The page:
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The House on Moody Avenue by Celestine Hannemann


The House on Moody Avenue is the story of a house. Of course you can't tell the story of a house without telling the stories of those who live in it. Hannemann begins her story after the American Civil War, with Lisette, a young girl whose life is quite simply, really sad. Lisette's story is very tangled up with the story of Julia. Julia is determined to find her way into the top of the social sphere of New York City and finds that the house is a tool to do just that. 

After Lisette and Julia move away from the house, it sits empty for many years. In the 1920's it is restored by a former showgirl and becomes a boarding house to an interesting cast of characters. Their stories are told quickly, but interestingly. Each of them are very different and find their dreams (or not) in the Big Apple. 

Fast forward to the sixties and the house is condemned, the question though is how will its end come?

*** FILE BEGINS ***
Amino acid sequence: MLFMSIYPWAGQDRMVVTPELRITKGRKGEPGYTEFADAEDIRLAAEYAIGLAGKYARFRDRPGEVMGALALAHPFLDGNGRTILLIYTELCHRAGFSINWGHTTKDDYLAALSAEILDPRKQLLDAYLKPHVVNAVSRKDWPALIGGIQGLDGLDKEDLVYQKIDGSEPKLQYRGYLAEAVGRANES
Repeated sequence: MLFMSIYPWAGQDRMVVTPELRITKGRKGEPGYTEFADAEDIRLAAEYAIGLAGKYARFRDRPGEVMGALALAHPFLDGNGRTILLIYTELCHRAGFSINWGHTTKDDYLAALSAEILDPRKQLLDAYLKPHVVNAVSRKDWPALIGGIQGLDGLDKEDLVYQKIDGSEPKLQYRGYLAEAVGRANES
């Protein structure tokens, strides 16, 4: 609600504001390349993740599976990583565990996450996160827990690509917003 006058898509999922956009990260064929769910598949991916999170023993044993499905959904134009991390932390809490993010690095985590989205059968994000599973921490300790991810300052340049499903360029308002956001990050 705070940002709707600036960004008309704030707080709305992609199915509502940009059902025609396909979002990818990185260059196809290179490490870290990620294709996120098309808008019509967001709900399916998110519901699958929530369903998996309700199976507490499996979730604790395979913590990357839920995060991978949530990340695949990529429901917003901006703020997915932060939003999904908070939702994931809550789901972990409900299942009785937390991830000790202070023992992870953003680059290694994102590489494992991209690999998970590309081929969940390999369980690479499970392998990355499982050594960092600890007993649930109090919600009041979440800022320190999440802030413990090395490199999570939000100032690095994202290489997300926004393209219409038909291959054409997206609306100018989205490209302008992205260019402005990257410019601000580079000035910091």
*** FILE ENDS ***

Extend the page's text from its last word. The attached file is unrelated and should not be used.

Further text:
Generally I love stories that take place over many decades and tell people's whole story. This book however left me wanting. There were many grammatical errors and many superfluous words used. I read this book on my Kindle and when I would look up the words there wouldn't even be a definition in the dictionary.

The first story of Lisette and Julia is very sad and takes up the majority of the book. I was expecting each of the parts of the book to be equal so I was confused by this. However the story was interesting and kept me engrossed.

The stories from the sixties were very interesting, but now that I am thinking back on them, I feel like they were incomplete. I would have liked to know what happened after the stories ended, but I guess I will just have to imagine it. The tone of the book is so sad that I’m sure the endings just weren’t very happy.Overall, I'm not really sure that I would recommend this book. 

Disclosure of Material Connection: I received this book free from the publisher through the BookSneeze®.com <http://BookSneeze®.com> book review bloggers program. I was not required to write a positive review. The opinions I have expressed are my own. I am disclosing this in accordance with the Federal Trade Commission’s 16 CFR, Part 255 <http://www.access.gpo.gov/nara/cfr/waisidx_03/16cfr255_03.html> : “Guides Concerning the Use of Endorsements and Testimonials in Advertising.”

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